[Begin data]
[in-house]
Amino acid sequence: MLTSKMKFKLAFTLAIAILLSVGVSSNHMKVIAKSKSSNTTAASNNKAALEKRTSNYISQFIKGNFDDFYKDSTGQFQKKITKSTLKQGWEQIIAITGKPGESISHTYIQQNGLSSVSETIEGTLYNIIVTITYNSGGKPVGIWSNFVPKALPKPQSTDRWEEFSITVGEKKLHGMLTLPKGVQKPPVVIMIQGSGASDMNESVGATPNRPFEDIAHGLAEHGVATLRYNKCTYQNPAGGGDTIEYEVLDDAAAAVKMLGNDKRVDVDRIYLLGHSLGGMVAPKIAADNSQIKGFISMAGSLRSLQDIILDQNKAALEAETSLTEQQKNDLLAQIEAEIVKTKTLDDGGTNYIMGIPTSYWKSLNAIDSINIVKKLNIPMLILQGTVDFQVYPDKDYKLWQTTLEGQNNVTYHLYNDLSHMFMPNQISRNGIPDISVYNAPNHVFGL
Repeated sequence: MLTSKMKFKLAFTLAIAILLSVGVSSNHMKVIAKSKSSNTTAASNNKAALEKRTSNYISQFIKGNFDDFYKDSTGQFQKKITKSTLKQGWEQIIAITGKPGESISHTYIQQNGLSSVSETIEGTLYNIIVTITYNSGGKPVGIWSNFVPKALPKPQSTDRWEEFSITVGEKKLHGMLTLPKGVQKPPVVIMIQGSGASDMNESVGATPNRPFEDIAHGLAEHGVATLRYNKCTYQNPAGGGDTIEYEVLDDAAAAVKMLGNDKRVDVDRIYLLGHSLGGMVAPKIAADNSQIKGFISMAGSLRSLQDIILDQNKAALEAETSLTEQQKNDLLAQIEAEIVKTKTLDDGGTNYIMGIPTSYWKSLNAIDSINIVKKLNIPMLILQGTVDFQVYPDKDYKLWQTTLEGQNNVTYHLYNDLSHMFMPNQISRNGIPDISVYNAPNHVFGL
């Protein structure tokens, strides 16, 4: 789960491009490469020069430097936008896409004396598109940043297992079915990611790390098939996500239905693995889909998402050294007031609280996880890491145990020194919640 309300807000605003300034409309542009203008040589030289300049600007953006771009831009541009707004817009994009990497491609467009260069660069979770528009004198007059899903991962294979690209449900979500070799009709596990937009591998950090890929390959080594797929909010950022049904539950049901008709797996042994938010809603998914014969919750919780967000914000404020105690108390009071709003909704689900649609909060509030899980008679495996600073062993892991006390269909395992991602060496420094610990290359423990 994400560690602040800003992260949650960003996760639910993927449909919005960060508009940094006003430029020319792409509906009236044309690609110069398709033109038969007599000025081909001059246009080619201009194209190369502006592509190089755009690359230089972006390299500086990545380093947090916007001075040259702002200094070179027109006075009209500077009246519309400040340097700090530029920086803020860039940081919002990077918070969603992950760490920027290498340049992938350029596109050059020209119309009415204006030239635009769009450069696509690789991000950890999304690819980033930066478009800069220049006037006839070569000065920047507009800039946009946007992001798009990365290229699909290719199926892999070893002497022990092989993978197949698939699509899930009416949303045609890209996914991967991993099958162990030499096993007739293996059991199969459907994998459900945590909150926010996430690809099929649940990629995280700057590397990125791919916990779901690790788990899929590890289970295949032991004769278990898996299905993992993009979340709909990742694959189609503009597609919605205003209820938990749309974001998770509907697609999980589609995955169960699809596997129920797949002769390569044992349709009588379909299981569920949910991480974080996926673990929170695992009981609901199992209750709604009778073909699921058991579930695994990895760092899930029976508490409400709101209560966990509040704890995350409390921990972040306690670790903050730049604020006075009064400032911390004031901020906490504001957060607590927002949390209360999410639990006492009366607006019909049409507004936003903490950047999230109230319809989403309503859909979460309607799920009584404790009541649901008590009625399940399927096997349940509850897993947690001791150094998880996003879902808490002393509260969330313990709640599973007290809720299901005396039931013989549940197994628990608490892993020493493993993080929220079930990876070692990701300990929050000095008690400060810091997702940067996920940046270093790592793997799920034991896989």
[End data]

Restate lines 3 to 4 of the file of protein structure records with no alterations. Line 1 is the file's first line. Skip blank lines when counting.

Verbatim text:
Repeated sequence: MLTSKMKFKLAFTLAIAILLSVGVSSNHMKVIAKSKSSNTTAASNNKAALEKRTSNYISQFIKGNFDDFYKDSTGQFQKKITKSTLKQGWEQIIAITGKPGESISHTYIQQNGLSSVSETIEGTLYNIIVTITYNSGGKPVGIWSNFVPKALPKPQSTDRWEEFSITVGEKKLHGMLTLPKGVQKPPVVIMIQGSGASDMNESVGATPNRPFEDIAHGLAEHGVATLRYNKCTYQNPAGGGDTIEYEVLDDAAAAVKMLGNDKRVDVDRIYLLGHSLGGMVAPKIAADNSQIKGFISMAGSLRSLQDIILDQNKAALEAETSLTEQQKNDLLAQIEAEIVKTKTLDDGGTNYIMGIPTSYWKSLNAIDSINIVKKLNIPMLILQGTVDFQVYPDKDYKLWQTTLEGQNNVTYHLYNDLSHMFMPNQISRNGIPDISVYNAPNHVFGL
């Protein structure tokens, strides 16, 4: 789960491009490469020069430097936008896409004396598109940043297992079915990611790390098939996500239905693995889909998402050294007031609280996880890491145990020194919640 309300807000605003300034409309542009203008040589030289300049600007953006771009831009541009707004817009994009990497491609467009260069660069979770528009004198007059899903991962294979690209449900979500070799009709596990937009591998950090890929390959080594797929909010950022049904539950049901008709797996042994938010809603998914014969919750919780967000914000404020105690108390009071709003909704689900649609909060509030899980008679495996600073062993892991006390269909395992991602060496420094610990290359423990 994400560690602040800003992260949650960003996760639910993927449909919005960060508009940094006003430029020319792409509906009236044309690609110069398709033109038969007599000025081909001059246009080619201009194209190369502006592509190089755009690359230089972006390299500086990545380093947090916007001075040259702002200094070179027109006075009209500077009246519309400040340097700090530029920086803020860039940081919002990077918070969603992950760490920027290498340049992938350029596109050059020209119309009415204006030239635009769009450069696509690789991000950890999304690819980033930066478009800069220049006037006839070569000065920047507009800039946009946007992001798009990365290229699909290719199926892999070893002497022990092989993978197949698939699509899930009416949303045609890209996914991967991993099958162990030499096993007739293996059991199969459907994998459900945590909150926010996430690809099929649940990629995280700057590397990125791919916990779901690790788990899929590890289970295949032991004769278990898996299905993992993009979340709909990742694959189609503009597609919605205003209820938990749309974001998770509907697609999980589609995955169960699809596997129920797949002769390569044992349709009588379909299981569920949910991480974080996926673990929170695992009981609901199992209750709604009778073909699921058991579930695994990895760092899930029976508490409400709101209560966990509040704890995350409390921990972040306690670790903050730049604020006075009064400032911390004031901020906490504001957060607590927002949390209360999410639990006492009366607006019909049409507004936003903490950047999230109230319809989403309503859909979460309607799920009584404790009541649901008590009625399940399927096997349940509850897993947690001791150094998880996003879902808490002393509260969330313990709640599973007290809720299901005396039931013989549940197994628990608490892993020493493993993080929220079930990876070692990701300990929050000095008690400060810091997702940067996920940046270093790592793997799920034991896989």